Thomas WalleMember since August 2015Contact Thomas
CEO & Co-founder @Unacast, the backend of proximity, powering the world’s largest proximity network to enable scalable use of proximity data for retargeting.
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- Let's Just Agree That Location Data Is Inaccurate in
Marketing Insider on
Location data sellers typically tell brands that they know that a user went to the Starbucks at 33rd and 5th in New York at 5 p.m. But, if you know how location data works, you know that it's impossible in the vast majority of cases, especially in big cities where satellite signals bounce off tall buildings, or in sprawling suburban malls with multiple levels.
- Oh, Snap: Why An Identity Crisis Is Behind Wall Street's Biggest Flop in
Digital News Daily on
When Snap revealed its third-quarter earnings on Nov. 7, there was a collective (although not entirely unexpected) groan from Wall Street. A golden child-turned-black sheep with revenue landing $30 million shy of expectation, Snap isn't so much on a slippery slope as it is plummeting toward imminent demise. But how did this happen -- and more importantly, can Snap still save itself?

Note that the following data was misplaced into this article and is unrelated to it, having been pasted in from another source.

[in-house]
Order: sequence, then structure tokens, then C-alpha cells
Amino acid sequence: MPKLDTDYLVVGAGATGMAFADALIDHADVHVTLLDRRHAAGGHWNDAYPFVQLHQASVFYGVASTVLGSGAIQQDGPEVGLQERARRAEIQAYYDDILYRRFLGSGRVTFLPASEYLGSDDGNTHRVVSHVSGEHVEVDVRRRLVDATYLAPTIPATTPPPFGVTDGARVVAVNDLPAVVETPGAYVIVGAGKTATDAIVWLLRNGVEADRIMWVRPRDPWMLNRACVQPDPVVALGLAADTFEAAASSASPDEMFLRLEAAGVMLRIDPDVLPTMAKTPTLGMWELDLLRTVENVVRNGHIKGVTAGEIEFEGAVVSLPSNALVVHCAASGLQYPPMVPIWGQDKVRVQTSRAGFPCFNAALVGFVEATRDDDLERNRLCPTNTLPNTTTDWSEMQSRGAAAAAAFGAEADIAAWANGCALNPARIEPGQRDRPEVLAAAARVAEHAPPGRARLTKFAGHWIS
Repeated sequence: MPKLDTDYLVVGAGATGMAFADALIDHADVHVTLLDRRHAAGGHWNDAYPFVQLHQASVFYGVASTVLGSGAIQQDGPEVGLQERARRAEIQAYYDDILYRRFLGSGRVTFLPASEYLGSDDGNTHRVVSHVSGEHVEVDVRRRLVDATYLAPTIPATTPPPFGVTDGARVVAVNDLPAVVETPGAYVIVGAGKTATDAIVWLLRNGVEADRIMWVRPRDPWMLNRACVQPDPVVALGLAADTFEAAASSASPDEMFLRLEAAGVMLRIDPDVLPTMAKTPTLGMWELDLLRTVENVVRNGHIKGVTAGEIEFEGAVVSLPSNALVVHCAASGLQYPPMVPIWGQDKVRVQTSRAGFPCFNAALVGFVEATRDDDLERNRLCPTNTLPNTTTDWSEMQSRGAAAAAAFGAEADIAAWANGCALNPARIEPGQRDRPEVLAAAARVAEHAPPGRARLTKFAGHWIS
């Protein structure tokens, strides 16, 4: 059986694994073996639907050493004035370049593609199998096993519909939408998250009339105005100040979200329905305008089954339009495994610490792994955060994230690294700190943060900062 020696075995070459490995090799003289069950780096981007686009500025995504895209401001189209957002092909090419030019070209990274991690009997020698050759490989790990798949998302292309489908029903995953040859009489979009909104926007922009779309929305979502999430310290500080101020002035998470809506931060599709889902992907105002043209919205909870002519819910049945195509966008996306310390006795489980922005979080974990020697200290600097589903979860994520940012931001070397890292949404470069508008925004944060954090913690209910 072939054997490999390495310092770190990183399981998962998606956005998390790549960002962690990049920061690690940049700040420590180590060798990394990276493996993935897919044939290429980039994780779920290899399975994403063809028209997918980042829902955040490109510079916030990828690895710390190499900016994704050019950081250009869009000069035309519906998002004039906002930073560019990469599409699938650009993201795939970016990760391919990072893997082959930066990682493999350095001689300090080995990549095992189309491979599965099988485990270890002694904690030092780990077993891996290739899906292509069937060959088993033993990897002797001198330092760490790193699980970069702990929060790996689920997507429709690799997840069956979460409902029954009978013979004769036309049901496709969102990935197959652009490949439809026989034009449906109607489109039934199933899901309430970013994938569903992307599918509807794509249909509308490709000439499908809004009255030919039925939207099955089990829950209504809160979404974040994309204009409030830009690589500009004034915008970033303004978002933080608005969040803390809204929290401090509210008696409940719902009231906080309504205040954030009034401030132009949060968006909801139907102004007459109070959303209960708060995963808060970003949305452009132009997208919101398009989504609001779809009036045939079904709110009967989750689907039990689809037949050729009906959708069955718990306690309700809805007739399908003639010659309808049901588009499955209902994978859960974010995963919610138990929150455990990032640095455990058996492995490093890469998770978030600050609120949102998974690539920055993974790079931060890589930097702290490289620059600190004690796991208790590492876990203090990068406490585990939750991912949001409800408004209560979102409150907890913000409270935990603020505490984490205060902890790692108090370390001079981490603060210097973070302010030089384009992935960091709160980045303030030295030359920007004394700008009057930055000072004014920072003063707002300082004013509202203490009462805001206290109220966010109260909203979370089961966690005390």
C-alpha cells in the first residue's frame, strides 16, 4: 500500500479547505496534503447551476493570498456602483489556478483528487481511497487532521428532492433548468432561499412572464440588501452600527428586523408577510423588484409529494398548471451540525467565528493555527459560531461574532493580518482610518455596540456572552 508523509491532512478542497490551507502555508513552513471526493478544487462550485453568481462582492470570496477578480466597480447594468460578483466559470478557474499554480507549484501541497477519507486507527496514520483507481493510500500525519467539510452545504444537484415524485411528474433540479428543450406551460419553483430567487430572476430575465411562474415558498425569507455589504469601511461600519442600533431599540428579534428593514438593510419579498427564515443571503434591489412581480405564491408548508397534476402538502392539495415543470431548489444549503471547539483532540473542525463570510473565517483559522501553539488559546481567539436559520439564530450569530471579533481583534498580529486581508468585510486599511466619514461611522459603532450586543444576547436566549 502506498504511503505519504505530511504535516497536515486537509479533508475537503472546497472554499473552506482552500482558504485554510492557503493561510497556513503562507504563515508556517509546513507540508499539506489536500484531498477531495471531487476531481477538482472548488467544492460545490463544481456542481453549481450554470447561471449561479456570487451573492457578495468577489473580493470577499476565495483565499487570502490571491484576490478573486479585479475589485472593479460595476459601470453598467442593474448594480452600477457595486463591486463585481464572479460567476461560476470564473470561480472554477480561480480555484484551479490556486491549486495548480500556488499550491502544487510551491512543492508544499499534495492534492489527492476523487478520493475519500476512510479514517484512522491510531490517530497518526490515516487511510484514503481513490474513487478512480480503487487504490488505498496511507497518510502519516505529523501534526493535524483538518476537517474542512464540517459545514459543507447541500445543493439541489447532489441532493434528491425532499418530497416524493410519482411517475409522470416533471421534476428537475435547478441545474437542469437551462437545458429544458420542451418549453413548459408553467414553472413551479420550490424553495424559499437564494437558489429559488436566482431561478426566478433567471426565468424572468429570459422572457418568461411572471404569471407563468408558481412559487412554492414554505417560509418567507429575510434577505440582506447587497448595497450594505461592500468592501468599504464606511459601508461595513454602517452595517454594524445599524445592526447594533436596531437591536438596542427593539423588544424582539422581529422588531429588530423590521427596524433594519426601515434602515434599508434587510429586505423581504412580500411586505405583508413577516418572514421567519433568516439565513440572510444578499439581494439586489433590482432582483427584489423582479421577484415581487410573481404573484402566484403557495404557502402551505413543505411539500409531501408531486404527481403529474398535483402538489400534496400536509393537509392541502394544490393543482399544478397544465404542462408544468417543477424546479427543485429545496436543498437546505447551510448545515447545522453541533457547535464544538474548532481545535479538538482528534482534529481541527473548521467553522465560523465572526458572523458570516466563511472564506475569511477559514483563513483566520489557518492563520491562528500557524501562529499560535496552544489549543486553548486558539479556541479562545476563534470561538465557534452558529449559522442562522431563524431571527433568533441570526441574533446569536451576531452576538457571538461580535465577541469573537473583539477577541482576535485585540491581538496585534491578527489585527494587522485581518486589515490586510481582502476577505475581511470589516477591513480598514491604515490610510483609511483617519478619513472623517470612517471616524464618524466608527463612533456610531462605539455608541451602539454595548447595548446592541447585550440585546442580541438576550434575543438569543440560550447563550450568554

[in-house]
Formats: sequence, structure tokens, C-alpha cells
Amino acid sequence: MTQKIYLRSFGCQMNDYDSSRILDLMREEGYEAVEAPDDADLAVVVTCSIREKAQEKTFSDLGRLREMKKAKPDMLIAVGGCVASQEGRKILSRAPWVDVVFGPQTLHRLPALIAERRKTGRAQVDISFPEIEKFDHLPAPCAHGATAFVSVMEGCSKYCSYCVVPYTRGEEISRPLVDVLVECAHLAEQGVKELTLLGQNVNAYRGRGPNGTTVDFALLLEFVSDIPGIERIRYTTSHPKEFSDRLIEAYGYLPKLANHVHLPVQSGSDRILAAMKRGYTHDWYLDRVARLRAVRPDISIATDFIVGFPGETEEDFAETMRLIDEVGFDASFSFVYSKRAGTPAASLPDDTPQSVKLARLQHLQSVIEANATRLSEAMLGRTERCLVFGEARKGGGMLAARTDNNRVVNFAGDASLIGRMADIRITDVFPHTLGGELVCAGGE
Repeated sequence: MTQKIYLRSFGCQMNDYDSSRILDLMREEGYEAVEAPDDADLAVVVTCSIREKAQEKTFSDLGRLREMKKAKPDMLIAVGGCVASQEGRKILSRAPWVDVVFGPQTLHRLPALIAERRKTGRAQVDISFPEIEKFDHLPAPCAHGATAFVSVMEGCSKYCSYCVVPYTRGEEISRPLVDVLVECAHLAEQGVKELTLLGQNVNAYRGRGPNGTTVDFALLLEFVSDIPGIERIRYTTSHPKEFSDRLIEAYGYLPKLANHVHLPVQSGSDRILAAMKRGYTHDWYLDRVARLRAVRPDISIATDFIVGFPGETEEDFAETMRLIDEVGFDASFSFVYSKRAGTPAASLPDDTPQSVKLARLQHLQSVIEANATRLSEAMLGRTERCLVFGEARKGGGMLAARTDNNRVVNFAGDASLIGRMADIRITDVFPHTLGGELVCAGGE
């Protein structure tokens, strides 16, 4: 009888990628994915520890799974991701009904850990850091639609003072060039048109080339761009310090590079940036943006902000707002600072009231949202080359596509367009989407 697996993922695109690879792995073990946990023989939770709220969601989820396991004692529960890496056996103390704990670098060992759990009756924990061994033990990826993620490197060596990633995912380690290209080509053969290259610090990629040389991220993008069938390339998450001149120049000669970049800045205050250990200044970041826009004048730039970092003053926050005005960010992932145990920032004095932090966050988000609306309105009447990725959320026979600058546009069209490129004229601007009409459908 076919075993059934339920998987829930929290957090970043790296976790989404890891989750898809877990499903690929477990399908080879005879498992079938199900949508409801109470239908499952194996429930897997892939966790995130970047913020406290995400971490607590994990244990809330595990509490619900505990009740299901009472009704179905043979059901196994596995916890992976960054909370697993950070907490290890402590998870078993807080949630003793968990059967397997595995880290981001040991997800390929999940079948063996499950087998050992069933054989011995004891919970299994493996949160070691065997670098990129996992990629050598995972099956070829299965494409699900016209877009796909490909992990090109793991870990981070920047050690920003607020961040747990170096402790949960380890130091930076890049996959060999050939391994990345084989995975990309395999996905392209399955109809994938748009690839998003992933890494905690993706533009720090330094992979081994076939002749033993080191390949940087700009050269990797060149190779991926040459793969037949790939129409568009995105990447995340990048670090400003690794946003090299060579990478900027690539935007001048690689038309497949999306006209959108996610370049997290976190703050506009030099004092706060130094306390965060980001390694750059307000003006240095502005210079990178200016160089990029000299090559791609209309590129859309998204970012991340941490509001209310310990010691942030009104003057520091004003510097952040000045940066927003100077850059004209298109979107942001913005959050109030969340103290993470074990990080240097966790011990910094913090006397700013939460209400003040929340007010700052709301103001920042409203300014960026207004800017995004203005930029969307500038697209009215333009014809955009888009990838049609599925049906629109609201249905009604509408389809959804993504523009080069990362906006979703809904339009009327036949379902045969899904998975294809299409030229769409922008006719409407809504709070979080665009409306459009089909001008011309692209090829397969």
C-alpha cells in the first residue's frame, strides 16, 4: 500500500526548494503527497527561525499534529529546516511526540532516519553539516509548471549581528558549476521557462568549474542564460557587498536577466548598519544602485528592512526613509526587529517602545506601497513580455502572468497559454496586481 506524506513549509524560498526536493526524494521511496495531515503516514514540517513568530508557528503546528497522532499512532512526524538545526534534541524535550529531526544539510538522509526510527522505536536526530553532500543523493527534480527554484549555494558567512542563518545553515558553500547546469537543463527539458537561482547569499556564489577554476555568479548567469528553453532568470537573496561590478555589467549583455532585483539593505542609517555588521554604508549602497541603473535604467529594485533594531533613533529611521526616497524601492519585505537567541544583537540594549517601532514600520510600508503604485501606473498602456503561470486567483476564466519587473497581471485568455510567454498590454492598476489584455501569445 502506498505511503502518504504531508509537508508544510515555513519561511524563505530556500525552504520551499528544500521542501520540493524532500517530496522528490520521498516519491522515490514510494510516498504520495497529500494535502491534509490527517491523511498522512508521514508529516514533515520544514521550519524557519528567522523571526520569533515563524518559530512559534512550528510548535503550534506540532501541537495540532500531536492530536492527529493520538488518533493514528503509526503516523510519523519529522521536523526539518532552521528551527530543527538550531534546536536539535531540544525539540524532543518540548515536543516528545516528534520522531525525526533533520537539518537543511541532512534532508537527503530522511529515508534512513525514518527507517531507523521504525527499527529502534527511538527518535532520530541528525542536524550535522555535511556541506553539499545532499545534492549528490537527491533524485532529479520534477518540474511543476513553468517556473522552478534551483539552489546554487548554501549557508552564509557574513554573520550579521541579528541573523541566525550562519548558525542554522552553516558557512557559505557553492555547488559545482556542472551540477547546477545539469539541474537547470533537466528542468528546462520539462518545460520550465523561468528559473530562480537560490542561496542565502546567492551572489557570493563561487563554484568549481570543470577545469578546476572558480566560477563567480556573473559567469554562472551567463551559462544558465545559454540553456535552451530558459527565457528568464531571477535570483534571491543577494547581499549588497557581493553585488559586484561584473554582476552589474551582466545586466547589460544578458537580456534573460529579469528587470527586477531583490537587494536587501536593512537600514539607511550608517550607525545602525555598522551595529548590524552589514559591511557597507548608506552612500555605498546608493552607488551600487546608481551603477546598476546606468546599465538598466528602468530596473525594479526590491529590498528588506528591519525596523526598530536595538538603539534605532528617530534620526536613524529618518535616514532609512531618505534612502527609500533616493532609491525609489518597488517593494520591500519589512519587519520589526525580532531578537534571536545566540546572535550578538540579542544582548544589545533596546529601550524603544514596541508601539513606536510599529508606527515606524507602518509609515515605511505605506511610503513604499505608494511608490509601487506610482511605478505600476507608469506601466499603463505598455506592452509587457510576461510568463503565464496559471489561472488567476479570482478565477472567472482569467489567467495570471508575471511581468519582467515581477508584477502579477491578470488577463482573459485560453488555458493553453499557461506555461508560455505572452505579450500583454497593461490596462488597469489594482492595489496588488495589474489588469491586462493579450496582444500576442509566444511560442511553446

- Apple Pay Should Pair With iBeacon in
AI & IoT Daily on
Over the last few years, Apple has invested in the retail industry, primarily through the launch of Apple Pay and iBeacon. In October 2014, Apple launched Apple Pay but has yet to see massive adoption. A year earlier, it was iBeacon, which is growing rapidly and our research shows that more than 8 million beacons are deployed globally. The forecast in 2021 is a massive 500 million beacons.
- Rio Olympics Needed More Location-Based Technologies in
AI & IoT Daily on
I have enjoyed watching the athletic competitions of the Rio Olympics. It is thrilling to see the world quite literally come together in one place, to share and experience so much. But I cannot help but wonder if proximity technology could have helped manage some of the games more obvious challenges: long lines and empty seats? These are problems for any venue or team. The NBA, NFL, NHL and MLB miss out on more than $1 billion in yearly revenue from unsold tickets alone. That's why already over half of all major league teams use proximity technologies to help manage lines, sell seats and engage and retarget fans away from the stadium.